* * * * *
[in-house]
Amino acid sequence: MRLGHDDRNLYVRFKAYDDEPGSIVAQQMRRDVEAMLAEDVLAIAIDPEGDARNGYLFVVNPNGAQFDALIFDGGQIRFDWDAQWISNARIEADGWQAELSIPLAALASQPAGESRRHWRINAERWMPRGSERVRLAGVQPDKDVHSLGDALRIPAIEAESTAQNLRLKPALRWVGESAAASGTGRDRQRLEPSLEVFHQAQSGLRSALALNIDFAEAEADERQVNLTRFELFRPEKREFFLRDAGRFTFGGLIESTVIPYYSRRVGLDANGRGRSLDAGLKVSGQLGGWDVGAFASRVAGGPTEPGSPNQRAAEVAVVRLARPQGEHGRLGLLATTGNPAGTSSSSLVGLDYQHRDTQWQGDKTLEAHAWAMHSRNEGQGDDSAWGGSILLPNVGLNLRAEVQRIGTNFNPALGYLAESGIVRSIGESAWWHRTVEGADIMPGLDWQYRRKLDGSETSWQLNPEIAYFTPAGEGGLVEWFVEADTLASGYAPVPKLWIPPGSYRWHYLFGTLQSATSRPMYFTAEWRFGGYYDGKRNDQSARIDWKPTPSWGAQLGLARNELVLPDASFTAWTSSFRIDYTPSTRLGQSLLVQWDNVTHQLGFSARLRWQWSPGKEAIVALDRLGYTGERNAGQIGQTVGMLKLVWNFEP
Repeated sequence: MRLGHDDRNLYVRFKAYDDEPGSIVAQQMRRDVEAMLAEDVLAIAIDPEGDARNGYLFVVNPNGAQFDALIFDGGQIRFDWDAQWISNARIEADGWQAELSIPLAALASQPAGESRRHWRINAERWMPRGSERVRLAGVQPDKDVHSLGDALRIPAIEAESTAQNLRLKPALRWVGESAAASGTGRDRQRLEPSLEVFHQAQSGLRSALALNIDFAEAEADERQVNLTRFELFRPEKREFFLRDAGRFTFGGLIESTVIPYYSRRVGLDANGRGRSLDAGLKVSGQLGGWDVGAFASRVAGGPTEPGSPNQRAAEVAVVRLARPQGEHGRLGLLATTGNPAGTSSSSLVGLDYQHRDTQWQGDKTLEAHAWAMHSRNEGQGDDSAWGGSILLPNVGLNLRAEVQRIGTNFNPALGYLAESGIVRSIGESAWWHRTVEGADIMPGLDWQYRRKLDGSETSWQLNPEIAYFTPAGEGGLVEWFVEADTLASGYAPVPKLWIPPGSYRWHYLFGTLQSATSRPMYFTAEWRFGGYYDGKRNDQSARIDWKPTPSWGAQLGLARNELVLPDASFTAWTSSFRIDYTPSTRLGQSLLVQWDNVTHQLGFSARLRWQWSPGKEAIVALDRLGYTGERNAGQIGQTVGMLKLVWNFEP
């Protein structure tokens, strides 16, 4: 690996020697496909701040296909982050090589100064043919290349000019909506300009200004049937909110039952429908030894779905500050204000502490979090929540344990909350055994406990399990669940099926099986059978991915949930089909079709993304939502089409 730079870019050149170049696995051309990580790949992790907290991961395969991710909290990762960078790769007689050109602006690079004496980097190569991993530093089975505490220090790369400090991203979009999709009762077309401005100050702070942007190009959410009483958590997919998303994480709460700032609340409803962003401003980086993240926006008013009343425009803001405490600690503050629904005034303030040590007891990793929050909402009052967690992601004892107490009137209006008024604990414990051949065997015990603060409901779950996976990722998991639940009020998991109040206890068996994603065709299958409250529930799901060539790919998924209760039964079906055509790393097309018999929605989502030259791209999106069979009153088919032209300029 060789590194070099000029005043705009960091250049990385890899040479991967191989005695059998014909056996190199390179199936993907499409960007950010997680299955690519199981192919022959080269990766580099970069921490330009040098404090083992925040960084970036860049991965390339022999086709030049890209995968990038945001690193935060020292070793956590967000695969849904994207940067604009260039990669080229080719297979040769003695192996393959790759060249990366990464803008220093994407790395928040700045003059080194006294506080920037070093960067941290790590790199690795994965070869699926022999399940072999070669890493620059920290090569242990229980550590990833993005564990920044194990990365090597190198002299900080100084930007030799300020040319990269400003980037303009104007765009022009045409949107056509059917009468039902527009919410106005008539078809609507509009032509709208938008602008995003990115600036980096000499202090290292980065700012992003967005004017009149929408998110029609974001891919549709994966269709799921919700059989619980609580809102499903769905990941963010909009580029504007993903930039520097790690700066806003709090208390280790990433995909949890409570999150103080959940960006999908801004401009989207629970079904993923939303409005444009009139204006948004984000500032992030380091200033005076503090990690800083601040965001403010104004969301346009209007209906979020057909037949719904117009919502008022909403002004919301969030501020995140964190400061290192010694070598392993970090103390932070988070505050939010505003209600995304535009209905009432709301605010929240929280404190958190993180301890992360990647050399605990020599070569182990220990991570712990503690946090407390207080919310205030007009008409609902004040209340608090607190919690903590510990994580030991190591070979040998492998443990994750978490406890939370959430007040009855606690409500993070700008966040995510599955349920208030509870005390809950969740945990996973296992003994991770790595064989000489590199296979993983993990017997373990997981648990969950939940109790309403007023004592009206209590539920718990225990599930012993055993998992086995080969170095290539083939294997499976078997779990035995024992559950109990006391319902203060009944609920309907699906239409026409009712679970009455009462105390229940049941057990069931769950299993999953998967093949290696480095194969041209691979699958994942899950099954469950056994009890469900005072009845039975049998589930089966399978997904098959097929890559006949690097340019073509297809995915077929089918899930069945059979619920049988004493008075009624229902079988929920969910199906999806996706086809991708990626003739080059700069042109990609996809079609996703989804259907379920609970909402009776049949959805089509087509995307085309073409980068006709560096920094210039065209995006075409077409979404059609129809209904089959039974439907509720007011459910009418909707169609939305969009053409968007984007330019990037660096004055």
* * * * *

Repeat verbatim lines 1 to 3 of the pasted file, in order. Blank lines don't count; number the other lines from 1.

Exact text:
[in-house]
Amino acid sequence: MRLGHDDRNLYVRFKAYDDEPGSIVAQQMRRDVEAMLAEDVLAIAIDPEGDARNGYLFVVNPNGAQFDALIFDGGQIRFDWDAQWISNARIEADGWQAELSIPLAALASQPAGESRRHWRINAERWMPRGSERVRLAGVQPDKDVHSLGDALRIPAIEAESTAQNLRLKPALRWVGESAAASGTGRDRQRLEPSLEVFHQAQSGLRSALALNIDFAEAEADERQVNLTRFELFRPEKREFFLRDAGRFTFGGLIESTVIPYYSRRVGLDANGRGRSLDAGLKVSGQLGGWDVGAFASRVAGGPTEPGSPNQRAAEVAVVRLARPQGEHGRLGLLATTGNPAGTSSSSLVGLDYQHRDTQWQGDKTLEAHAWAMHSRNEGQGDDSAWGGSILLPNVGLNLRAEVQRIGTNFNPALGYLAESGIVRSIGESAWWHRTVEGADIMPGLDWQYRRKLDGSETSWQLNPEIAYFTPAGEGGLVEWFVEADTLASGYAPVPKLWIPPGSYRWHYLFGTLQSATSRPMYFTAEWRFGGYYDGKRNDQSARIDWKPTPSWGAQLGLARNELVLPDASFTAWTSSFRIDYTPSTRLGQSLLVQWDNVTHQLGFSARLRWQWSPGKEAIVALDRLGYTGERNAGQIGQTVGMLKLVWNFEP
Repeated sequence: MRLGHDDRNLYVRFKAYDDEPGSIVAQQMRRDVEAMLAEDVLAIAIDPEGDARNGYLFVVNPNGAQFDALIFDGGQIRFDWDAQWISNARIEADGWQAELSIPLAALASQPAGESRRHWRINAERWMPRGSERVRLAGVQPDKDVHSLGDALRIPAIEAESTAQNLRLKPALRWVGESAAASGTGRDRQRLEPSLEVFHQAQSGLRSALALNIDFAEAEADERQVNLTRFELFRPEKREFFLRDAGRFTFGGLIESTVIPYYSRRVGLDANGRGRSLDAGLKVSGQLGGWDVGAFASRVAGGPTEPGSPNQRAAEVAVVRLARPQGEHGRLGLLATTGNPAGTSSSSLVGLDYQHRDTQWQGDKTLEAHAWAMHSRNEGQGDDSAWGGSILLPNVGLNLRAEVQRIGTNFNPALGYLAESGIVRSIGESAWWHRTVEGADIMPGLDWQYRRKLDGSETSWQLNPEIAYFTPAGEGGLVEWFVEADTLASGYAPVPKLWIPPGSYRWHYLFGTLQSATSRPMYFTAEWRFGGYYDGKRNDQSARIDWKPTPSWGAQLGLARNELVLPDASFTAWTSSFRIDYTPSTRLGQSLLVQWDNVTHQLGFSARLRWQWSPGKEAIVALDRLGYTGERNAGQIGQTVGMLKLVWNFEP